Hindu extremists are banning Christian churches across India
A year ago on Feb. 18, about 80 Christians shuffled into Almighty God Church inside their pastor G. Pughal’s house in Kodumudi, Erode District, Tamil Nadu, India, for Sunday prayers. Men in simple collared shirts and trousers and women wrapped in purple, red and blue cotton floral saris, with fragrant jasmine flowers tucked into their braids, held squirmy children on their laps.
Outside, one of the south’s most active Hindu extremist groups, the Hindu Munnani, held a rally. More than 100 people waving saffron orange flags shouted slogans like, “India belongs to only Hindus, not to any other!”
The families prayed in Tamil, a South Indian language, their voices competing with the approaching chants outside and a spinning ceiling fan, until a group of 15-20 Hindu fundamentalists – some just teenagers – threw open the blue metal door and shouted at the pastor standing at the pulpit.
In the tone of a police officer investigating a drug pin, they demanded written proof of the local government’s approval, which Pughal did not have, he said.
“They were saying, ‘You all mostly have Hindu names,’” Pughal said. “’You all are Hindus, so why are you worshipping a foreign god?’”
The independent ministry had been hosting prayer meetings for 17 years.
“All I was thinking was that I didn’t do anything wrong,” he said. “Indian law gives me freedom to preach my faith, and that’s what I’m doing.”
A shift from violence to leveraging laws
The media has widely reported a 28 percent rise in religious and often violent hate crimes in India by Hindu extremist groups since Prime Minister Narendra Modi’s Hindu nationalist Bharatiya Janata Party (BJP) won national election in 2014 to 2017, though some dispute whether the reports have merely corresponded with a rise in digital media outlets and interest in that topic, particularly violence against Muslims. But even with reports on bloodshed (like this one of 25 violent attacks just over the Christmas holiday), persecution of Indian Christians has largely remained in fringe Christian media. Only 2.3 percent of the country is Christian, according to a 2011 census—that equates to 28 million people in the world’s largest democracy.
Religion Unplugged spoke to 26 pastors, laypeople, lawyers and activists from five states who say that though violent threats to their religious freedoms are the norm, Hindu fundamentalist groups have shifted their strategy from violence to a more coordinated effort to use building regulation laws to shut down churches, especially in remote areas.
“The government has now smartened up,” Michael Williams, president of the United Christian Forum (UCF), which runs a helpline for Christians facing threats, said. “As opposed to beating people with a stick, which they still do, the government is changing the way they enforce policies now.”
Although the right to assemble is a fundamental right, the right to conduct a religious service is not. Neighbors have the right to complain to police about religious services conducted in a residential building, though Hindu family prayers in the home are norms for certain festivals, and noisy street processions and early morning calls to prayer from loudspeaker towers are common.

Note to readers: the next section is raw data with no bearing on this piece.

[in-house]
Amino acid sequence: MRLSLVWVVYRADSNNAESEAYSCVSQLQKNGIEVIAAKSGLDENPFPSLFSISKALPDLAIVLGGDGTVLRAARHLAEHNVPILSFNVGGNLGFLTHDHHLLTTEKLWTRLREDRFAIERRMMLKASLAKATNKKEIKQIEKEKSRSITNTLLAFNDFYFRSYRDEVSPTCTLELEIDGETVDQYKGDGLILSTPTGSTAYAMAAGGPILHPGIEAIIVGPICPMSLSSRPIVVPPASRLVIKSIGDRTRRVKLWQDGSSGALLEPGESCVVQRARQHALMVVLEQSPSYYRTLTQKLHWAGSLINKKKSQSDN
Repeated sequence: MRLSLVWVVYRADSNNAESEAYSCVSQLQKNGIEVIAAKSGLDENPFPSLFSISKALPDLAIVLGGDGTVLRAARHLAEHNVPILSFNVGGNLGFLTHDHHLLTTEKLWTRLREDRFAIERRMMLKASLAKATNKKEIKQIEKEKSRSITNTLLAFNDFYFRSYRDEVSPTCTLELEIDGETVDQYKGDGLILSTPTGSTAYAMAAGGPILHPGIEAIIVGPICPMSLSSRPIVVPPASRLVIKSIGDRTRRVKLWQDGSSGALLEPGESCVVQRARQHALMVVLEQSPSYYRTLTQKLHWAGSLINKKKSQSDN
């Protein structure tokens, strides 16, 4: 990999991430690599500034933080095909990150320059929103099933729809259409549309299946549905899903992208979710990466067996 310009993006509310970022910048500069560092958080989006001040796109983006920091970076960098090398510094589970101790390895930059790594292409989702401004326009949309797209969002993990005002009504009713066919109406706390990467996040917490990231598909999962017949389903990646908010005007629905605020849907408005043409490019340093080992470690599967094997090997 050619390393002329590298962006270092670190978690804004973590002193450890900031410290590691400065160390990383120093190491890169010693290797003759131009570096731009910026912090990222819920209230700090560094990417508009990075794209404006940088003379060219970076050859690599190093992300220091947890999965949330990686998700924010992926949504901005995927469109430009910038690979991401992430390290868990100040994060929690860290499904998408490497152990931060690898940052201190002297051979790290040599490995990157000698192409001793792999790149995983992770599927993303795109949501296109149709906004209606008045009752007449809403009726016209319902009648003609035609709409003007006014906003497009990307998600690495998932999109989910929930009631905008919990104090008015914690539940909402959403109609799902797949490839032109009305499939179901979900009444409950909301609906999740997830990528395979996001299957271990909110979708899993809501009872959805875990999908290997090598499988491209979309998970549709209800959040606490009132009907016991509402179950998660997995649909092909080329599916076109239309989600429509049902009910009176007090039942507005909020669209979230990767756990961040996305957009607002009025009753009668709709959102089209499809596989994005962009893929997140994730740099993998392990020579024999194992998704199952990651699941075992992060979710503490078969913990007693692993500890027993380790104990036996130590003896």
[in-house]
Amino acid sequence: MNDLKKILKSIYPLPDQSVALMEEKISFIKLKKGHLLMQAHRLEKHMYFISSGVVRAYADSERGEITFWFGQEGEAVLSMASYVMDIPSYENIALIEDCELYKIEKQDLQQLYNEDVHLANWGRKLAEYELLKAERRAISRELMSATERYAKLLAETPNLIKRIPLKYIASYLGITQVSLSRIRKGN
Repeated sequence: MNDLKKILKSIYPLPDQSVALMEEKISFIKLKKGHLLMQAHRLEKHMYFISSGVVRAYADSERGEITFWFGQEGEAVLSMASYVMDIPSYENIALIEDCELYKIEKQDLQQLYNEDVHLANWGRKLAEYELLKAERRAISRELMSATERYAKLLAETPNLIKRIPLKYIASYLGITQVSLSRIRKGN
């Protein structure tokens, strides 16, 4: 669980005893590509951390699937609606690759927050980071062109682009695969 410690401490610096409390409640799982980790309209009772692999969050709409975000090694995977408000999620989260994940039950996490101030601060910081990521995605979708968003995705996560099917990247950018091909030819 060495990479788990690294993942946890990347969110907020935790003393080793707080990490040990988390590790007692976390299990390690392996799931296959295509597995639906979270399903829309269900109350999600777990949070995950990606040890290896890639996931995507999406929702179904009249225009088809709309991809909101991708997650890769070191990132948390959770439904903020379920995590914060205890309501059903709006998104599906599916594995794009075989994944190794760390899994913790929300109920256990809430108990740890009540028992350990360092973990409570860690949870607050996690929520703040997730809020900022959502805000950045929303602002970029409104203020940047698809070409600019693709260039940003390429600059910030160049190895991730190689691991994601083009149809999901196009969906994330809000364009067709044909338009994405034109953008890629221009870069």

“Hindus are purposely gathering to exert some of these rights,” Williams said. “Some of these rights are stretching the law, reaching, but there is a toehold they have found.”
In the first 31 days of 2019, a UCF helpline recorded 29 incidents of violence and threats toward Christians nationally compared to an average 20 incidents per month last year.
Pughal called the UCF helpline and received free legal advice and a lawyer to challenge the church’s ban. A year later, the church’s case is still proceeding in the lower court.
More than 100 churches shut in 2018
In Tamil Nadu, a 1972 building code and 1994 panchayat (local self-rule) building rules require local government approval to build a structure used for public worship or religious purposes, and approval can be denied if the government believes public peace and order will be disrupted. It’s less clear how the law should handle worshippers gathered in a home.
India’s left-wing party, Congress, introduced similar laws in other states, Madhya Pradesh and Rajasthan, and in 2000, the right-wing BJP state government passed the same laws in Uttar Pradesh, the country’s most populous state. Under these laws, local governments can regulate the use of buildings by religious groups and require permissions for religious activities. The BJP regained power over the state with the 2017 election of the Hindu monk Yogi Adityanath, who promised to build a Hindu temple on the same land as the ruins of a 16 th century mosque destroyed by Hindu fundamentalists in 1992.
In 2018, at least 55 churches in Uttar Pradesh, 25 in neighboring Uttarakhand, and 19 in Tamil Nadu have been closed after Hindu fundamentalists raided them or filed complaints with police, according to UCF helpline reports and Alliance Defending Freedom (ADF), a US-based non-profit that provides legal aid to defend religious freedom of Christians. Some had congregations as many as 300 people. These church counts are bare minimums, as pastors in the areas insist that there are too many and in remote places to keep accurate records.